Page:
What is LGBT+ History Month

LGBT+ History Month celebrates LGBT+ people in all their diversity, raises awareness and combats prejudice with education.

LGBT+ History Month theme

LGBT+ History Month 2023’s theme celebrates LGBT+ peoples’ contribution to cinema and film from behind the lens.

This includes directors, cinematographers, screen writers, producers, animators, costume designers, special effects, make up artists, lighting directors, musicians, choreographers and beyond.

MyWishes - Pride 2022

LGBT+ Inequality in end of life care

In this article we have decided to explore the historical and current inequalities experienced by members of the LGBT+ community at the end of their lives. This can due to a lack of understanding, education and access to information specific to the needs and concerns of LGBT+ individuals.

We have collected and collated snippets of data from three different reports to highlight some of the inequalities experienced within the UK. 

The Marie Curie 'Hiding Who I Am' report

In 2016, Marie Curie outlined a number of challenges and concerns held by LGBT+ individuals when engaging with end of life services in the ‘Hiding Who I Am’ report. The report identified six key areas that can lead to LGBT+ inequalities.

1. Anticipating discrimination
2. Complexities of religion and LGBT+ end of life care
3. Assumptions about identity and family structure
4. Varied support networks
5. Unsupported grief and bereavement
6. Increased pressure on LGBT+ carers

Hiding Who I am Report - LGBT+ inequalities within end of life and end of life care

1. Anticipating discrimination

People access palliative care services late or not at all, either because they anticipate stigma or discrimination or they think the service is not for them. Stonewall reports that three in five older gay people are not confident that social care and support services will be able to understand and meet their needs.

2. Complexities of religion and LGBT+ end of life care

Anecdotal evidence suggests that palliative and end of life care services may not always ensure LGBT+ patients and their families have the same spiritual needs addressed at the end of life as any other patient.

3. Assumptions about identity and family structure

Health and social care staff often make assumptions about people’s sexuality or gender identity that have an impact on their experience of palliative and end of life care. Evidence suggests that some clinicians do discriminate on the basis of sexual orientation.

4. Varied support networks:

LGBT+ people at the end of life may choose to be surrounded by close friends and support groups which represent constructed support networks alongside biological ones. LGBT+ people can also feel concerned that their loved ones will not be respected and recognised as next of kin.

5. Unsupported grief and bereavement:

Partners feel isolated or unsupported during bereavement because of their sexuality.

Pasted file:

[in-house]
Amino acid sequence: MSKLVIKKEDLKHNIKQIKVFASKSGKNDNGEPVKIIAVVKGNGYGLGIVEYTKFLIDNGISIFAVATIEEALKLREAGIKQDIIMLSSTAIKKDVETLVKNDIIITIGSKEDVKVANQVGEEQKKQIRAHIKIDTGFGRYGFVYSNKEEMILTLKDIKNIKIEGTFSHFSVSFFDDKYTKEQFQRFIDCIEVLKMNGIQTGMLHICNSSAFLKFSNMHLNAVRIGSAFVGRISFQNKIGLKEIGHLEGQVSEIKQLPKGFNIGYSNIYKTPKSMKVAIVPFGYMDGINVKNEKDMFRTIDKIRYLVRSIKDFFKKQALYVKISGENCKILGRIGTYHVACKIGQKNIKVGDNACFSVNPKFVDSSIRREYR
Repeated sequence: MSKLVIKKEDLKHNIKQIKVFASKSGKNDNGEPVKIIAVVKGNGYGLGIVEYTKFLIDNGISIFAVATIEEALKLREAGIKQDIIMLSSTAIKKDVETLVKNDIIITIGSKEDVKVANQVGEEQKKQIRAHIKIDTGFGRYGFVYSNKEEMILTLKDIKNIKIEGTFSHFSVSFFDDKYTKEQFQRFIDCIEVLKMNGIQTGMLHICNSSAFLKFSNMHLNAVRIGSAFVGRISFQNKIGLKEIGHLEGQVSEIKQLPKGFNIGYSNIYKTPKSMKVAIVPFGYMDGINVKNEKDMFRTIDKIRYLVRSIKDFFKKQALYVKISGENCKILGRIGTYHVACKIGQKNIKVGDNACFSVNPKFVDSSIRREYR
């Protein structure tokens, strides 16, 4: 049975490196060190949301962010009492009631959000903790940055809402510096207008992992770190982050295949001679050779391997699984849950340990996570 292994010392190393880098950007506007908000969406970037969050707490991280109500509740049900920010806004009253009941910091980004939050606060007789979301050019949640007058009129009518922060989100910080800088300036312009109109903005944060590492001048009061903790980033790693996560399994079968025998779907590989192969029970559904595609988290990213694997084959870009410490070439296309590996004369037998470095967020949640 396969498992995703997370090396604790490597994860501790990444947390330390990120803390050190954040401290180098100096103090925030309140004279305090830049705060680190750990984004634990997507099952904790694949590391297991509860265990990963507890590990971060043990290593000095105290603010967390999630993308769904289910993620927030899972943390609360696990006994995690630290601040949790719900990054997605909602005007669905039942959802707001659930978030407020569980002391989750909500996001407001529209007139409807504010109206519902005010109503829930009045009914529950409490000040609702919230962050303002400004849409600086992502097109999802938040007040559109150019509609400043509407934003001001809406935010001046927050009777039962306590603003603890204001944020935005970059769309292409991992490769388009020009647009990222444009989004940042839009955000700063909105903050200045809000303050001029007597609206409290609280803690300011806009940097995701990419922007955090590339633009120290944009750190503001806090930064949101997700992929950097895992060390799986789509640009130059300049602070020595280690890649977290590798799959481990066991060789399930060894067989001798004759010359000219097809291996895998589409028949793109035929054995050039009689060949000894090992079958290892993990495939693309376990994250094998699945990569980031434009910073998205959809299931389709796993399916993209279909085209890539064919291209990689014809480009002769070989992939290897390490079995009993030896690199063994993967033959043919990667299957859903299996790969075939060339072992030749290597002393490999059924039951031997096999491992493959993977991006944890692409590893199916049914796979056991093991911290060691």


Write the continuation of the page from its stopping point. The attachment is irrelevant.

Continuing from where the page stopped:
6. Increased pressure on LGBT+ carers:

There is increased pressure on informal carers, because people are accessing palliative and end of life care services late or not at all. LGBT+ people may also experience barriers to palliative care because they are:

– three times more likely to be single

– less likely to have children

– far more likely to be estranged from their birth families (though many LGBT+ people will have alternative family structures in place)

-significantly more likely to experience damaging mental health problems

These factors are likely to lower the chances of stable, ongoing informal care for some LGBT+ people. Informal care, particularly from a partner, plays a vital role in ensuring someone gets access to palliative care. However, further research is needed on how being single influences access to health and social care services at the end of life, and on how adaptable hospice and palliative care services are to alternative friend and family structures.

Accessing healthcare services - The National LGBT Survey

In 2017 the UK government launched the National LGBT+ Survey, the largest of its kind, engaging with over 100,000 recipients. The survey aimed to gather information about the lived experience of LGBT+ people within the United Kingdom. The data below highlights inequalities from those identifying as Transgender.

38% encountered a negative experience because of their gender identity

21% had specific needs were ignored when accessing or trying to access healthcare services

18% said they were subject to inappropriate curiosity

18% avoided treatment for fear of discrimination

Attitudes of health and social care professionals

Data published by the LGBT+ rights organisation ‘Stonewall’ (2015) highlighted negative attitudes of health and social care professionals towards members of the LGBT+ community. Some of the findings from the report are shown below

58% of health and social care practitioners didn’t consider sexual orientation relevant to a persons health needs

24% of patient-facing staff heard colleagues making negative remarks towards lesbian, gay and bisexual people

20% had heard disparaging remarks about trans people

10% had witnessed a colleague claim someone could be cured of their sexual orientation


Health, social care and palliative care services need to improve the support and service provision provided to the LGBT+ community. Improvements have taken place over recent years however ongoing work, training, review and education needs to take place.

Learn more


The best way to ensure that your unique, end of life wishes are adhered to, is to document and discuss them. You are welcome to use MyWishes to assist.

We are a ‘tech for good’ service and everything is free to use.  To learn how it works click here.

Michael Sobell Hospice 
Palliative Care Department
Mount Vernon Hospital, Gate 3
Northwood HA6 2RN
United Kingdom

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